White House decides against releasing visitor records

The Trump administration will not release White House visitor logs, a move that stands in stark contrast to its predecessor's policy, officials announced Friday, April 14.

The White House cited "the grave national security risks and privacy concerns" of people who visit the White House, according to Time.

The Washington Post says the Obama White House released the names of "nearly 6 million lobbyists and other visitors". White House lawyers also deleted names for national security and other reasons before the logs were made public, meaning the records provided an incomplete picture of exactly who entered and left the gates of 1600 Pennsylvania Ave.

The decision, after almost three months of speculation about the fate of the records, marks a dramatic shift from the Obama Administration's voluntary disclosure of more than 6 million records during his presidency.

In this photo taken February 2, 2017, the White House in Washington seen from the South Lawn. They requested anonymity to discuss the policy before a formal announcement. The new policy excludes visits to the president, vice president and their senior staff.

In 2009, Obama decided to make his visitor logs public after four similar lawsuits by CREW.

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He said the decision was based on the "grave national security risks and privacy concerns of the hundreds of thousands of visitors annually". "This week, we sued the Trump administration to make sure they would continue to release the logs". White House officials said they expect that court to reach the same conclusion as the D.C. circuit, but suggested it would seek to litigate to preserve its ability to keep the records secret if necessary.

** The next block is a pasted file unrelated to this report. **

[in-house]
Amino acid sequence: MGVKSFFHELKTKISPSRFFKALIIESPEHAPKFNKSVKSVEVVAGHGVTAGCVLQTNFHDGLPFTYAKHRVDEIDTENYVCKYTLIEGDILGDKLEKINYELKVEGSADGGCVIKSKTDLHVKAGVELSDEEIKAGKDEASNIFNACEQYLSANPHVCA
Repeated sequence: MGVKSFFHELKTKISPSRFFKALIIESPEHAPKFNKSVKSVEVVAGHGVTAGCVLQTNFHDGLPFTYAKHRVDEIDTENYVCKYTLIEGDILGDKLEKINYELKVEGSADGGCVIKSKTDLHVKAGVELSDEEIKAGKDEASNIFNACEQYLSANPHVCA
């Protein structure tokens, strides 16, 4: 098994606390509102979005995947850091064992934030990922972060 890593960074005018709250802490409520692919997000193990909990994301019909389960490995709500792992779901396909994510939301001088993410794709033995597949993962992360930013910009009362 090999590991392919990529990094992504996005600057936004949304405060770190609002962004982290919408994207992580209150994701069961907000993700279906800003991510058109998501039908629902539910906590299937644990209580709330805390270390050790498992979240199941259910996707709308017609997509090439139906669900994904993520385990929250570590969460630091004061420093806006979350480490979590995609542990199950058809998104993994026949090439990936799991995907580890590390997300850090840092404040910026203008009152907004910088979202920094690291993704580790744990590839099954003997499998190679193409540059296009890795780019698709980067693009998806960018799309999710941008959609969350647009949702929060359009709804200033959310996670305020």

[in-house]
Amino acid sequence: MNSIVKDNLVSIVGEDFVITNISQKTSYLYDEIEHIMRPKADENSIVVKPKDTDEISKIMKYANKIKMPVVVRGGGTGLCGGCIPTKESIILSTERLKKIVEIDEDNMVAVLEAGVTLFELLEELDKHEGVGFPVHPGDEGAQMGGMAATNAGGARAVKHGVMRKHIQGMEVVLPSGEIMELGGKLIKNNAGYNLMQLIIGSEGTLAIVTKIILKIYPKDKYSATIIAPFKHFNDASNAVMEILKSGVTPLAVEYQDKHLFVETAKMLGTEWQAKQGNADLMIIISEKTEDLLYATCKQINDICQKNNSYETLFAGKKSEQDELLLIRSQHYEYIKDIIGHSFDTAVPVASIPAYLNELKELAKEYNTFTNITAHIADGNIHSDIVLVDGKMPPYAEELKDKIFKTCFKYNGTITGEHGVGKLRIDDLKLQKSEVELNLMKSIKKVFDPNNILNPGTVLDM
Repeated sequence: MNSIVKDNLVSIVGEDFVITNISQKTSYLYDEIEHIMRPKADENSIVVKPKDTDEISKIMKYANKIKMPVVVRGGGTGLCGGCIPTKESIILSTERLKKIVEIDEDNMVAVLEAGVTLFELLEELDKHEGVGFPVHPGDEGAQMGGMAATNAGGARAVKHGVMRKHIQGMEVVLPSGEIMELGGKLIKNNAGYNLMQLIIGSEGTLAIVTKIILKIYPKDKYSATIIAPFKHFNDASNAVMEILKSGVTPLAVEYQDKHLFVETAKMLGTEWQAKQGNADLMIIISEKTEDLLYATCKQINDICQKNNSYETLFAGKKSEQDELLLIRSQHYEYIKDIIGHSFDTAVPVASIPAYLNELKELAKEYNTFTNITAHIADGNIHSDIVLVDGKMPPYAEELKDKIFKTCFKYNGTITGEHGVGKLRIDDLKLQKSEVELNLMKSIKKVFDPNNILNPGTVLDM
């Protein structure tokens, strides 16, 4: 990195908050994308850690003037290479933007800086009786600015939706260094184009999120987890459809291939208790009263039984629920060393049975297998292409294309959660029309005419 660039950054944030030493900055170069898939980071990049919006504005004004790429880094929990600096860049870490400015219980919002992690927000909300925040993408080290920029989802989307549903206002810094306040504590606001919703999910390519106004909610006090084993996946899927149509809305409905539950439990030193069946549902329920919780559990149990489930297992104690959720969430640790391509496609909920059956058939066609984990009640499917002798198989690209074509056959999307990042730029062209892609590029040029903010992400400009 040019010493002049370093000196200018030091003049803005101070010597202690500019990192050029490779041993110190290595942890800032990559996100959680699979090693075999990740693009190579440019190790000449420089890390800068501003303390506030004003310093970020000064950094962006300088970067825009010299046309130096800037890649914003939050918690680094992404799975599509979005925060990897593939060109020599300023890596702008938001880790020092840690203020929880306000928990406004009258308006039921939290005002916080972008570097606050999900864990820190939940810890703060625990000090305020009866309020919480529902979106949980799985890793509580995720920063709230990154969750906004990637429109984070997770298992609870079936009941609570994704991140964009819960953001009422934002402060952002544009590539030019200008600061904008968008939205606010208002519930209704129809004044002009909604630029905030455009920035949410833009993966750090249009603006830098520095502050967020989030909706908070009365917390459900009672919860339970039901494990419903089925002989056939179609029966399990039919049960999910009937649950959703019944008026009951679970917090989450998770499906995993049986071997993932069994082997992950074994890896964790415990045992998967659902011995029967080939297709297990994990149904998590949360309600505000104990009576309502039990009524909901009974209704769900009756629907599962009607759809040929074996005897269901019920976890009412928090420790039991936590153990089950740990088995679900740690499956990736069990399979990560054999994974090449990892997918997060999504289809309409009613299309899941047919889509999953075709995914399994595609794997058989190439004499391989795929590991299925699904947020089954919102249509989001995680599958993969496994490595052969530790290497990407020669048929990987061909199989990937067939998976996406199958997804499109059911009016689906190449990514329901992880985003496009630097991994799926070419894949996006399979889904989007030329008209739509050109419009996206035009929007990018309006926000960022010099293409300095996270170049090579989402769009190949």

However, visitor logs for White House agencies, such as the Office of Management and Budget and the U.S. Trade Representative, may be released under the Freedom of Information Act.

Regarding the trumped up allegation that President Barack Obama "bugged" Trump Tower, the accusations fabricated against Susan Rice, Obama's national security adviser, and, au courant, blaming Obama for Bashar Assad's use of chemical weapons in Syria, finally, I get it. One White House official said the Obama logs created "more of a façade of transparency rather than complete transparency".

"It would be a significant setback to efforts to give the public insight into who influences the White House if this policy were to be discontinued or limited", the letter to Callahan stated.

In this photo taken February 2, 2017, the White House in Washington. But after being sued, it voluntarily began disclosing the logs in December 2009, posting records every three to four months. Usually, with some exemptions, such information is in the visitor logs.

In a statement, White House Communications Director Michael Dubke rejected claims that the administration is attempting to avoid public scrutiny.